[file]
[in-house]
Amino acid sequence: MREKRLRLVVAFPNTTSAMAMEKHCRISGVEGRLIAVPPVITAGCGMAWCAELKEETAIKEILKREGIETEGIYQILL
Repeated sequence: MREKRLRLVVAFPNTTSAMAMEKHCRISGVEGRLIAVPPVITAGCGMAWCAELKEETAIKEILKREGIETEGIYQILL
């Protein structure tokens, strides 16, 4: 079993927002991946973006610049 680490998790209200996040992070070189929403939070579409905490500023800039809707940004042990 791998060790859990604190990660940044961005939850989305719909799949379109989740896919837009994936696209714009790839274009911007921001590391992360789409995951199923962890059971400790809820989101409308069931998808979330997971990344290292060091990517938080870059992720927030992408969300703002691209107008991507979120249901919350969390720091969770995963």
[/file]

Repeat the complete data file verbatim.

[in-house]
Amino acid sequence: MREKRLRLVVAFPNTTSAMAMEKHCRISGVEGRLIAVPPVITAGCGMAWCAELKEETAIKEILKREGIETEGIYQILL
Repeated sequence: MREKRLRLVVAFPNTTSAMAMEKHCRISGVEGRLIAVPPVITAGCGMAWCAELKEETAIKEILKREGIETEGIYQILL
């Protein structure tokens, strides 16, 4: 079993927002991946973006610049 680490998790209200996040992070070189929403939070579409905490500023800039809707940004042990 791998060790859990604190990660940044961005939850989305719909799949379109989740896919837009994936696209714009790839274009911007921001590391992360789409995951199923962890059971400790809820989101409308069931998808979330997971990344290292060091990517938080870059992720927030992408969300703002691209107008991507979120249901919350969390720091969770995963």